Ahnentafel Explained

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A funny word that basically means your ancestors displayed in text linked by assigned numbers. A quick explanation is that the numbers are patterned so the father is always double the child’s number and the mother is always double +1. Thus your paternal line would be 1, 2, 4, 8, 16, 32, 64, 128, etc.

Anyone familiar with computers will recognize this as something totally different. Yes, it is a binary series. And if you convert your ahnentafel numbers to binary they make much more sense. You always start as 1. Then you add a 1 for a mother or a 0 for a father and progress from there.

So for example someone with an ahnentafel number of 24 converts in binary to 11000. This means 1(you) 1 (mother) 0 (father) 0 (father) 0 (father). So 24 is your mother’s father’s father’s father.

If you hover on your wikitree number on your homepage you will see “Family Tree & Tools” in the drop-down. Below your ancestor tree is “Genealogy Research” with the first item as “Ancestor list for X”. This is your 7 generation ahnentafel.

But I want 10 generations you say. Here is where converting to binary is really handy. I have one ancestor who is numbered 90. This is where you go and get the ahnentafel for him. (even number is male, odd is female) Now I found Samuel Adams in HIS ahnentafel as 58.

Now 90 is 1011010 in binary. And 58 is 111010. Here is the neat part. In the first one, the 1 is you. In the second one the first 1 is him. But your number for him is 1011010. So if you want to get the ahnentafel number for HIS ancestor (Samuel Adams) but as your extended tree number, remove the first 1 for him and put your number in there for him.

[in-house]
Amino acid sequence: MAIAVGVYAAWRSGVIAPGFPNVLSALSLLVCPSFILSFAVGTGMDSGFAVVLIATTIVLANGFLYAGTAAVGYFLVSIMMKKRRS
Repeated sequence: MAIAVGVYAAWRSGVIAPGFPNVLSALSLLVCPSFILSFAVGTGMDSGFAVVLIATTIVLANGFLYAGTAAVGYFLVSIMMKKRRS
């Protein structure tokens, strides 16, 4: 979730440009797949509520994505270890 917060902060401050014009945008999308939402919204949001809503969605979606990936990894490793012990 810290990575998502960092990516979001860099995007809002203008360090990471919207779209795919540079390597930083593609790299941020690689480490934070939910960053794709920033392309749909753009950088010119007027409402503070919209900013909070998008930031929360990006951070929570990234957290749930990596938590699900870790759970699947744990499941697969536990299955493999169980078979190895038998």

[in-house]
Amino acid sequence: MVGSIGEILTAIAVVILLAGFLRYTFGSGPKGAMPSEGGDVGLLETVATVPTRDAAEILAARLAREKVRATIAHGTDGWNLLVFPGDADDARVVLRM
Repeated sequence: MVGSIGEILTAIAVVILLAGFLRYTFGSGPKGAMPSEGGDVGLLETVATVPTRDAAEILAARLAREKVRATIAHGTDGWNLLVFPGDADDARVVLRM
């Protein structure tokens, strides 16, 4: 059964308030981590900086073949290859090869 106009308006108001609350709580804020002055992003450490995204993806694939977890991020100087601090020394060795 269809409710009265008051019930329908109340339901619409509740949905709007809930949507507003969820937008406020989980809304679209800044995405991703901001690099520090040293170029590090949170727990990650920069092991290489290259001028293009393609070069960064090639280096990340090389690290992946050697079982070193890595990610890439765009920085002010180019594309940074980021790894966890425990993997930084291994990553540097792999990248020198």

1011010 & 111010 or 1011010 & (1)11010 to (1011010)11010 or 101101011010 which converts to 2906. So his ahnentafel number is 2906 in MY ancestry tree and the binary number lets me know he is my father’s mother’s mother’s father’s mother’s father’s mother’s mother’s father’s mother’s father.

So Samuel Adams is my 9th great grandfather. And yet oddly enough I can’t stand the taste of beer. LOL I hope this helps explain the subject for you.

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I really thought this would have got more attention.
I, for one, appreciate it! I love me some ahnentafel, and this is a fantastic explanation.
Just ran into a Tibbetts duplicate you are involved with and checked your profile. I noticed you were into the whole Ahnentafel thing and was going to link you to this. I guess you already saw it. LOL
Heh, thanks!  My current ahnentafel still lives in a spreadsheet rather than on Wikitree, and even in that format it's unwieldy!
Great explanation! Now, how do you say it? ;)

Neat, the binary aspect never occurred to me.
answered by Chris Hampson G2G6 Mach 8 (88.9k points)
+1 vote
This is the coolist thing I've read all week! Saw the title and wondered what there was to explain about ahnentafels.  What a surprise! A truly good learning experience.  As you said, I too am surprised that this didn't get more attention, though I expect that when most people saw the words "binary numbers" they just automatically went Next Topic!  Thank you for a very enjoyable read.  Your explanation of the binary system and how to  read it was quite refreshing.  Learned something new today.
answered by Art Black G2G6 Mach 1 (17k points)

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